Hero returning from the Civil War to find his wife, Penny, in love with a new suitor, Homer. There is also a character called Odyssey Dog, played by an actor dressed in a dog costume, who is a messenger of sorts. Ms. Parks said she related to him most, because of his excitement in telling a story and her own love for dogs. A 2009 developmental production at The Public drew praise—Ms. Parks also had rough versions of Parts 8 and 9 then as well—but she felt unsettled. “This is true for young and old writers alike: You have to listen in, listen in, listen in to your gut,” she said, pointing to her midsection. “The spirit is speaking through you. You have to say, ‘Talk to me.’” At which point Ms. Parks dropped her volume to a whisper, as if speaking in another voice, as she described details that became key plot points. “Find out where Hero got those coats he wears,” she said, barely audible. “And what was it like on the day he went off to war. Who is he really? He’s not just some guy who comes home and spoils the romance between Penny and Homer. Dare to see him as a human being.” Parts 1 and 2, set in the years before Hero’s return home in Part 3, then came into being. The original ending of these first three parts, as they were being rehearsed this fall, was driven by trauma and retribution: Hero, back from brutal battle alongside the Colonel, kills Homer. But this was no longer right, Ms. Parks felt after waking from that restless sleep. Hero, Homer, and Penny had sacrificed so much, and Hero himself had been given freedom, so Part 3 was crying out (in Ms. Parks’s subconscious, she said) to be about freedom for all three main characters. That day she hurried into rehearsal at The Public and whispered the idea to her director. “Try it,” Ms. Bonney said. Ms. Parks then banged out the rewrites and sent a text to the person she has trusted the most with her writing in recent years, The Public’s artistic director, Oskar Eustis. She raced to Mr. Eustis’s office, catching her breath as he read the new pages. Mr. Eustis, recalling the moment, said he kept his initial reaction to himself: He was worried that Ms. Parks was undercutting the power of Parts 1 to 3 by backing away from the original tragic ending and opting for optimism instead. “Then she read it all aloud, and I felt, in a very visceral way, that this wasn’t backing away from anything, but rather leaning into the future,” Mr. Eustis said. “In the time since she wrote it, Suzan-Lori has become a mother, and now I see she is leaning into hope. I felt this was a deep artistic impulse.” … Questions about the future plays were batted away with a laugh, an offer of cookies, and a classic Parks metaphor: blunt and unexpected, but one that made its point. “When you’re pregnant with a baby, when it’s 5 months old, are you going to pull it out and take a look at it?” she asked. “No. It will come in time.” From The New York Times, November 30, 2014 © 2014 The New York Times. All rights reserved. Used by permission and protected by the Copyright Laws of the United States. The printing, copying, redistribution, or retransmission of this Content without express written permission is prohibited.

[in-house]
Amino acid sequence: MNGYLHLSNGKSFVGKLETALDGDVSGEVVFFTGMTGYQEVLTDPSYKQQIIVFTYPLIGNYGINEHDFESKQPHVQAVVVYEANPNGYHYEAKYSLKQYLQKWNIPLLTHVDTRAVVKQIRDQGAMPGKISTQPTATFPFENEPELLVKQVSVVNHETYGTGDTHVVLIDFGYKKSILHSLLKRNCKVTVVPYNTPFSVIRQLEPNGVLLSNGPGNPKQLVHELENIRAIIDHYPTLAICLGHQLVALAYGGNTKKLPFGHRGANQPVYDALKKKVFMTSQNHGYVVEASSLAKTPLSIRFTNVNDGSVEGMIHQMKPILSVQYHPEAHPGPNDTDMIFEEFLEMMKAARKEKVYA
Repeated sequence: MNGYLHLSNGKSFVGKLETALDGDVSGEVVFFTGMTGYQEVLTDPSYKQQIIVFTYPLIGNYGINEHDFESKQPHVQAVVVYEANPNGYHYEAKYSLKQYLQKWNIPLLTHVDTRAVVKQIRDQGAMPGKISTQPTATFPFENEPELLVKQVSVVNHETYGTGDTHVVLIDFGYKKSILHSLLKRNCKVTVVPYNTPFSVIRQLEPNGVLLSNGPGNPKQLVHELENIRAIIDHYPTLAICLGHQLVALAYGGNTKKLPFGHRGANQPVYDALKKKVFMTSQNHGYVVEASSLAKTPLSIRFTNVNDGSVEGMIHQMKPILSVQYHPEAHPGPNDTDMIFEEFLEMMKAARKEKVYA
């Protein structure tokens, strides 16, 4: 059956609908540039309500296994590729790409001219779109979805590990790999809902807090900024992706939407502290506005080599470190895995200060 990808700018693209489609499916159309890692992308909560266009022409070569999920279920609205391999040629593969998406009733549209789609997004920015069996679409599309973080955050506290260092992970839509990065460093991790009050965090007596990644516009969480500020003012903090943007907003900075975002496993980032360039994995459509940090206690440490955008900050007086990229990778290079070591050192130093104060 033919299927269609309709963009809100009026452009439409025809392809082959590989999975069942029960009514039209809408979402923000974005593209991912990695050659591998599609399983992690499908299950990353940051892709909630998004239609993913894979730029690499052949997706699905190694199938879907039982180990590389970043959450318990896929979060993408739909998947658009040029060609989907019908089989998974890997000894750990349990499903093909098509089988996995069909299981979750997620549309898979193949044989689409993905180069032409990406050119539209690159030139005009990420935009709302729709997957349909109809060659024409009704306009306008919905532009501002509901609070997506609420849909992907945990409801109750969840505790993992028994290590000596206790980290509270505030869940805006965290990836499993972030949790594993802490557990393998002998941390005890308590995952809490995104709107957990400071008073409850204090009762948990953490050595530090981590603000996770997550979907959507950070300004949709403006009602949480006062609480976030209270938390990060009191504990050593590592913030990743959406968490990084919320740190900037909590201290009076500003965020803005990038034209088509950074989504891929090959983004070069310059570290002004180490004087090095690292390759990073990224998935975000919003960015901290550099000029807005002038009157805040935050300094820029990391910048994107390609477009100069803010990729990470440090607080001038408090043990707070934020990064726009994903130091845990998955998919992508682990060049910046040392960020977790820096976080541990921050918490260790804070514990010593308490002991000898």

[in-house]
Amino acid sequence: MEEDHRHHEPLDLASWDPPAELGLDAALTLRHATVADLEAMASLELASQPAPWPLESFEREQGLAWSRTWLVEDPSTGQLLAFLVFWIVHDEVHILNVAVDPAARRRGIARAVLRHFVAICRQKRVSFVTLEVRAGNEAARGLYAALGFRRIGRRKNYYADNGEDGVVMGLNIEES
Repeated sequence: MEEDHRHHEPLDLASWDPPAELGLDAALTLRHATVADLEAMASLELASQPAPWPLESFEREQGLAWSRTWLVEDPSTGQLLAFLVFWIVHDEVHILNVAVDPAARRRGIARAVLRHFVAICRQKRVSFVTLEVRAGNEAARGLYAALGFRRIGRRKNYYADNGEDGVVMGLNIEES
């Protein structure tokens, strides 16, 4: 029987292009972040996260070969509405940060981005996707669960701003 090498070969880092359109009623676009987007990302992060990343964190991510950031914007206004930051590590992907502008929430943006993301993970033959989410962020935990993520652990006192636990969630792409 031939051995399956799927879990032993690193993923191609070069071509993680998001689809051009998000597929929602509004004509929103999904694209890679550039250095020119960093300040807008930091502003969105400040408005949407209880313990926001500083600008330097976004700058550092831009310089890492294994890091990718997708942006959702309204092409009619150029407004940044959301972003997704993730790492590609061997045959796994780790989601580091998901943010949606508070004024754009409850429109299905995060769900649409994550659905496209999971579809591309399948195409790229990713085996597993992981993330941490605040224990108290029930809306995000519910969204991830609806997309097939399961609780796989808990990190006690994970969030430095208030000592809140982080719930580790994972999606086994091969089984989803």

americanrepertorytheater.org 2014/2015 SEASON

LOEB DRAMA CENTER 64 Brattle St., Cambridge | OBERON 2 Arrow St., Cambridge



National Civil War Project Father Comes Home Crossing Heroin/e


May 29—June 6, 2015 | Citi Schubert Theatre Music & libretto by Matthew Aucoin | Directed by Diane Paulus With the chamber orchestra A Far Cry Inspired by the diary Walt Whitman kept as a nurse during the Civil War, this world premiere opera by the extraordinary young composer Matthew Aucoin explores how the individual experiences of soldiers are remembered and told. As Whitman listens to wounded veterans share

2014/2015 SEASON 617.547.8300 | americanrepertorytheater.org

their memories and messages, he forges a bond with a soldier who forces him to examine his


own role as writer and poet. This new opera, featuring the Boston-based orchestra A Far Cry, an ensemble at the forefront of a dynamic new generation in classical music, is produced in association with Music Theatre Group.

OPERA’S MANIFOLD OBJECTS: Crossing Genres with Composer Matthew Aucoin By Brenna Nicely

Matthew Aucoin feels music through his whole body. When he reaches an impasse while composing Crossing, a new opera based on Walt Whitman’s Civil War diaries, he stands up and conducts his way to the answer, letting his body lead the way. Aucoin’s amiable character and genial sense of camaraderie at first mask the pluck and precision of his working style. He wields his conductor’s baton and his gentle smile with equal confidence. He swiftly conducts a rehearsal on bouncing knees, never neglecting the details. He diagnoses the tiny kink in a colossally rich chord with a surprising exactitude and obligingly shepherds his musicians to the solution.

Music was one of Aucoin’s first languages; he began playing the piano and reading music almost as soon as he could read words. While he remains loyal to his first loves—Verdi, Beethoven, and Stravinsky among them—Aucoin has also built up more diverse musical tastes. As a teenager who felt like classical music was too constrained, he discovered a love for jazz and indie rock. As teenagers, Aucoin and his friends formed the indie band Elephantom, which he performed with through high school and college. He reveled in the freedom of creating music with his peers outside of “the other world, where everyone tells you what to do.” Aucoin later fused all of his musical interests